Excise and customs duty
- Excise and excise-equivalent customs duty on petrol and diesel will be reduced by 50% from 30 March 2022 for 6 months.
- The temporary tariff concession for COVID-19 related medical and hygiene products will be made permanent.
- Administration of fuel and alcohol excise, and excise-equivalent customs duty will be streamlined.
- The 50% reduction of the superannuation minimum drawdown requirements for account-based pensions will be extended for an additional year.
- Corporate income from the commercialisation of patents, issued from 29 March 2022, in respect to agricultural and veterinary (agvet) chemical products will be taxed at an effective rate of 17% for income years starting from 1 July 2023.
- The effective tax rate of 17% for the “patent box” regime will also be expanded to include patents that have the potential to lower emissions.
- Following on from the 2021 Federal Budget announcement of the “patent box” regime for medical and biotechnology innovations, the concessional tax treatment will be expanded to include certain overseas jurisdictions with equivalent patent regimes.
- Companies will be able to choose to have their PAYG instalments calculated based on current financial performance, extracted from business accounting software, with some tax adjustments.
- Businesses will be allowed the option to report taxable payments reporting system data (via accounting software) on the same lodgment cycle as their activity statements.
- Trust and beneficiary income reporting and processing will be digitalised.
- IT infrastructure will be developed to allow the ATO to share single touch payroll data with state and territory revenue offices.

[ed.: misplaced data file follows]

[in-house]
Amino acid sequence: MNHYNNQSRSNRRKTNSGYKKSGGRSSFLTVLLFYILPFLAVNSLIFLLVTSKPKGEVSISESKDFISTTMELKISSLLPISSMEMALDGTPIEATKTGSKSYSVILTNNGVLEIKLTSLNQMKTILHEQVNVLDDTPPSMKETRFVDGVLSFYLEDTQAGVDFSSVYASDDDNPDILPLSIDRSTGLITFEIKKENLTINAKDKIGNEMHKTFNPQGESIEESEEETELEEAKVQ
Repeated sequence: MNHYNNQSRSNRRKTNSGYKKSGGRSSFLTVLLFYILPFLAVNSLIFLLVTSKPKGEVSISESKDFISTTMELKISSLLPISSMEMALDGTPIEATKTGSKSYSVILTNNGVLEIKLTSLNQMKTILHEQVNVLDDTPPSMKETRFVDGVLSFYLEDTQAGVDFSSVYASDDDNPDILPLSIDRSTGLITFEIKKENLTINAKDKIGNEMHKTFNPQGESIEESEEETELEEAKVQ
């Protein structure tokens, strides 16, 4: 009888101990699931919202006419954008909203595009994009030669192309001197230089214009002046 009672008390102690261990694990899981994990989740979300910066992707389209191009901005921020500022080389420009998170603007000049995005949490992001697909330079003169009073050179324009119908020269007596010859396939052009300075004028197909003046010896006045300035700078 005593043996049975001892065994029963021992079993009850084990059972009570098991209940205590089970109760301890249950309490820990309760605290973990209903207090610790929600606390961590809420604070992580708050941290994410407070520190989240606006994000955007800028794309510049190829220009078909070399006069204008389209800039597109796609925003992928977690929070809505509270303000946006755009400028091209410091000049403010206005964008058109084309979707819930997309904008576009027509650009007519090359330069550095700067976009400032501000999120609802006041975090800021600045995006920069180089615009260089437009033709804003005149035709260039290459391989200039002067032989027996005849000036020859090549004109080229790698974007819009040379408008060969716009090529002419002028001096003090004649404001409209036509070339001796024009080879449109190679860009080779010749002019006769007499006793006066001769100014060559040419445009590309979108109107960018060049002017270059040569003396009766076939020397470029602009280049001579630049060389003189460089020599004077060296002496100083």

- The ATO will be given funding to extend the operation of the Tax Avoidance Taskforce by 2 years.
- The start date of the 2019–20 Budget measure for holders of Australian Business Numbers will be deferred by 12 months.
- Melbourne Business School Ltd, Advance Global Australians Ltd, Leaders Institute South Australia Inc, St Patrick’s Cathedral Melbourne Restoration Fund, and various entities related to Community Foundations Australia, have been added to the list of specifically DGRs for a period beginning 1 July 2022.
- The Indirect Tax Concession Scheme (ITCS) has been granted or extended to various diplomatic and consular representations.
As always, the Ruddicks partners and staff are here to help with any questions you may have about the above announcements or any taxation matters.
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The content of this newsletter is general in nature. It does not constitute specific advice and readers are encouraged to consult their Ruddicks adviser on any matters of interest. Ruddicks accepts no liability for errors or omissions, or for any loss or damage suffered as a result of any person acting without such advice. This information is current as at 30 March 2022, and was published around that time. Ruddicks particularly accepts no obligation or responsibility for updating this publication for events, including changes to the law, the Australian Taxation Office’s interpretation of the law, or Government announcements arising after that time.